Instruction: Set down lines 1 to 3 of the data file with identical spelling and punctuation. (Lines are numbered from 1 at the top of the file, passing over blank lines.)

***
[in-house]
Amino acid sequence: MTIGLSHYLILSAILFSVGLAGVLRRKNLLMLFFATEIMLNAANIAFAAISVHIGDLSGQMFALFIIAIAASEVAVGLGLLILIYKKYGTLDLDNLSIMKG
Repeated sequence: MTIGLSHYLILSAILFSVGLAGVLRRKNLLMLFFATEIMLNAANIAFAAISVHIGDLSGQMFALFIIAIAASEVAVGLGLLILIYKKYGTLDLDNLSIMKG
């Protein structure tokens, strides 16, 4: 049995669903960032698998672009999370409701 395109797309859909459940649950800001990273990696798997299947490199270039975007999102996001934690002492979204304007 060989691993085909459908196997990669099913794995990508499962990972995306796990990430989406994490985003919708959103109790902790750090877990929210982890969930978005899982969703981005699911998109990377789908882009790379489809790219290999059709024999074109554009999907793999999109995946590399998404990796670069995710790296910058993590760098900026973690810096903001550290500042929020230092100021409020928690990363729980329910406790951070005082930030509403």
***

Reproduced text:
[in-house]
Amino acid sequence: MTIGLSHYLILSAILFSVGLAGVLRRKNLLMLFFATEIMLNAANIAFAAISVHIGDLSGQMFALFIIAIAASEVAVGLGLLILIYKKYGTLDLDNLSIMKG
Repeated sequence: MTIGLSHYLILSAILFSVGLAGVLRRKNLLMLFFATEIMLNAANIAFAAISVHIGDLSGQMFALFIIAIAASEVAVGLGLLILIYKKYGTLDLDNLSIMKG